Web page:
2

Example sentence:

I love when your dog just lets you sit there to pet them. You don’t necessarily know if they are enjoying it, but they love you enough to just sit there with you for a bit.

Is this correct? We assume the words "you" and "your" refer to the speaker of the sentence, and not to the listener, as second-person usually does. But it also refers to dog owners in general. I have always been curious about this.

3

It's correct, informal usage of the generic you, also called the indefinite you or the impersonal you.

Here's an example of recasting a sentence to avoid the impersonal you:

You can buy this book anywhere.

This book is on sale everywhere.

The pronoun 'one' more clearly refers to people in general. It may sound a little pretentious:

One can buy this book anywhere.

  • I think the person who wrote that entry for Urban Dictionary, a not very reliable source where terminology is concerned, was confusing the "royal you" with the royal we, see also here OR they were just being sarcastic. – Mari-Lou A May 20 '18 at 18:52
  • Ah you're right @Mari-LouA. I got started down this rabbit hole when one day I thought up the term royal you. As you surmised, I meant it pejoratively -- the impersonal you grates my ears, sounding almost as pretentious as the royal we. I was delighted to discover someone else (that urban-dictionary fellow) thinks of it that way, but alas the two of us do not have a trend yet. Better to remove the reference until we succeed. – Bob Stein May 20 '18 at 19:26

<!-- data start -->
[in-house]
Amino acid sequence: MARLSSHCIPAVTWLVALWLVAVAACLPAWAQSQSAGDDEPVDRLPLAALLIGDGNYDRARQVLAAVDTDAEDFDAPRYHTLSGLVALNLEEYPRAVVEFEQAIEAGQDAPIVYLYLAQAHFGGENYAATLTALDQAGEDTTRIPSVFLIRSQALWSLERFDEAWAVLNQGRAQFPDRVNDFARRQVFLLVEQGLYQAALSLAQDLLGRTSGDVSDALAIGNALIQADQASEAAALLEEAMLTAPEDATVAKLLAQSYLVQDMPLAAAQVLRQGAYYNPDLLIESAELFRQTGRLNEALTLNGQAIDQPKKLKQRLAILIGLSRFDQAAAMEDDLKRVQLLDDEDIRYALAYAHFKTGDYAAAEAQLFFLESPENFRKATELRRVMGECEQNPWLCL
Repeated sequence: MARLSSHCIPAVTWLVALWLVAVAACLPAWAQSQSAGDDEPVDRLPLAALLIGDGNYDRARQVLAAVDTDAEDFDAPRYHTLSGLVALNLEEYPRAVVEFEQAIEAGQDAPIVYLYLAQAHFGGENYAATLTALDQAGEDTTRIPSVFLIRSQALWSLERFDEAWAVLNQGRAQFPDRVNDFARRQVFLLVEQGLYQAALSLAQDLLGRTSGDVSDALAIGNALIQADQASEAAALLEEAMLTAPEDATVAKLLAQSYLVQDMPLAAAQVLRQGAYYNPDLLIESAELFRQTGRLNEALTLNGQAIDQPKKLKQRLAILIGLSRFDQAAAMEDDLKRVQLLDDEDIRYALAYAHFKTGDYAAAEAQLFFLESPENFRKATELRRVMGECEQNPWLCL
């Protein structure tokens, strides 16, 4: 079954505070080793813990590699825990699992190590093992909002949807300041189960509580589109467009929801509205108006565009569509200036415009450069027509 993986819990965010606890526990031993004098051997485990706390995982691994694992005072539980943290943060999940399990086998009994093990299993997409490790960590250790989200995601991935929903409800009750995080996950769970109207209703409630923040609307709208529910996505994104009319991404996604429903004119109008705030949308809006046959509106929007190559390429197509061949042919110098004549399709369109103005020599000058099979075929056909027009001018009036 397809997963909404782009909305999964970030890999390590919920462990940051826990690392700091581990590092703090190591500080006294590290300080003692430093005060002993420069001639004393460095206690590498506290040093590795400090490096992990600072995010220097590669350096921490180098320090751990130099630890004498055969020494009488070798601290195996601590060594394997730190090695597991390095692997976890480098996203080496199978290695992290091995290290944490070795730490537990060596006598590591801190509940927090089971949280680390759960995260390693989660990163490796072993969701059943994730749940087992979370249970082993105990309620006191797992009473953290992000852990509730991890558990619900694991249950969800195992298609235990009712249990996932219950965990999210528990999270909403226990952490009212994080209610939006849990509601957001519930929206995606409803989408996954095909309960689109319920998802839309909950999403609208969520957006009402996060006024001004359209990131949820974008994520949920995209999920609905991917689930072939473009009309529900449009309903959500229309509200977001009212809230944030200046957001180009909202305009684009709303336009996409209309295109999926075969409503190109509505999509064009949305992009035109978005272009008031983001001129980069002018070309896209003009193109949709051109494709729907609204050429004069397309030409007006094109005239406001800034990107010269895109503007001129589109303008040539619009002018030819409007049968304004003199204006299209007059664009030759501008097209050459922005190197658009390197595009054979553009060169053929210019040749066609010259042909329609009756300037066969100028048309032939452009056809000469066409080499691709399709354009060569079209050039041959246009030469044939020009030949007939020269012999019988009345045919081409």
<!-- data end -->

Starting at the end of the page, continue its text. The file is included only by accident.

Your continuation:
1

It's not technically incorrect, but it is a less formal usage. A more formal way to say it would be:

"I love it when one's dog just lets one sit there to pet them."

That is falling out of usage lately, especially in American English.

  • 2
    Yes - 'one's dog' sounds like it has to be a corgi. – Edwin Ashworth Mar 6 '13 at 20:07
  • 4
    @Edwin: I'm not sure Her Maj even uses the "royal we" any more - but supposing she does, wouldn't it have to be We love it when our dog lets us pet it? – FumbleFingers Mar 6 '13 at 20:13
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It doesn't sound right. It could be taken as you are stating that sentence to someone you're observing as their dog sits in their lap...etc...

I think you should say... "I love when my dog just lets me sit there to pet him. You don’t necessarily know if he is enjoying it, but he loves me enough to just sit there with me for a bit."

OR

"Don't you love it when your dog just lets you sit there to pet him ? You don't necessarily know if he is enjoying it, but he loves you enough to just sit there with you for a bit."

-1

I love when your dog just lets you sit there to pet them

This cannot be correct, as them refers to at least two dogs.

I love it when your dog just lets you sit there to pet it.

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